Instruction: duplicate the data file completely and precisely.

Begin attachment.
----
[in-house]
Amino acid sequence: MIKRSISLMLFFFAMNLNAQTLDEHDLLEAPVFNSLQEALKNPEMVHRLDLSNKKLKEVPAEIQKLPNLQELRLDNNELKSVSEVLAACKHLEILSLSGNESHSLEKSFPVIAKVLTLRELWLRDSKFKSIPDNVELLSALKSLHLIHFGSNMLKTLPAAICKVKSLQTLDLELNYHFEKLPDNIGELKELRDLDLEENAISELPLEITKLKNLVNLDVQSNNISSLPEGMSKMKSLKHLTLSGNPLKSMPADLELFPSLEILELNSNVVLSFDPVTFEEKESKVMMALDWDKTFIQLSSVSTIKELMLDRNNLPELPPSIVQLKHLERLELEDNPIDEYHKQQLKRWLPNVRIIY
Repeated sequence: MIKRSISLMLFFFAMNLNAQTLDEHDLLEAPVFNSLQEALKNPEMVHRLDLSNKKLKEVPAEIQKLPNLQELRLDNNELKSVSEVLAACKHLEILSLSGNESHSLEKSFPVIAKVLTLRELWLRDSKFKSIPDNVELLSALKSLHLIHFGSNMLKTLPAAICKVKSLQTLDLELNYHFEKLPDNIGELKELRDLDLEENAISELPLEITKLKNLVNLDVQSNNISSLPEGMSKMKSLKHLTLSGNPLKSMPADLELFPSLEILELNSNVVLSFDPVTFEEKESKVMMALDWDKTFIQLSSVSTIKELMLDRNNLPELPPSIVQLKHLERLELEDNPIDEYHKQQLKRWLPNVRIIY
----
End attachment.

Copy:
[in-house]
Amino acid sequence: MIKRSISLMLFFFAMNLNAQTLDEHDLLEAPVFNSLQEALKNPEMVHRLDLSNKKLKEVPAEIQKLPNLQELRLDNNELKSVSEVLAACKHLEILSLSGNESHSLEKSFPVIAKVLTLRELWLRDSKFKSIPDNVELLSALKSLHLIHFGSNMLKTLPAAICKVKSLQTLDLELNYHFEKLPDNIGELKELRDLDLEENAISELPLEITKLKNLVNLDVQSNNISSLPEGMSKMKSLKHLTLSGNPLKSMPADLELFPSLEILELNSNVVLSFDPVTFEEKESKVMMALDWDKTFIQLSSVSTIKELMLDRNNLPELPPSIVQLKHLERLELEDNPIDEYHKQQLKRWLPNVRIIY
Repeated sequence: MIKRSISLMLFFFAMNLNAQTLDEHDLLEAPVFNSLQEALKNPEMVHRLDLSNKKLKEVPAEIQKLPNLQELRLDNNELKSVSEVLAACKHLEILSLSGNESHSLEKSFPVIAKVLTLRELWLRDSKFKSIPDNVELLSALKSLHLIHFGSNMLKTLPAAICKVKSLQTLDLELNYHFEKLPDNIGELKELRDLDLEENAISELPLEITKLKNLVNLDVQSNNISSLPEGMSKMKSLKHLTLSGNPLKSMPADLELFPSLEILELNSNVVLSFDPVTFEEKESKVMMALDWDKTFIQLSSVSTIKELMLDRNNLPELPPSIVQLKHLERLELEDNPIDEYHKQQLKRWLPNVRIIY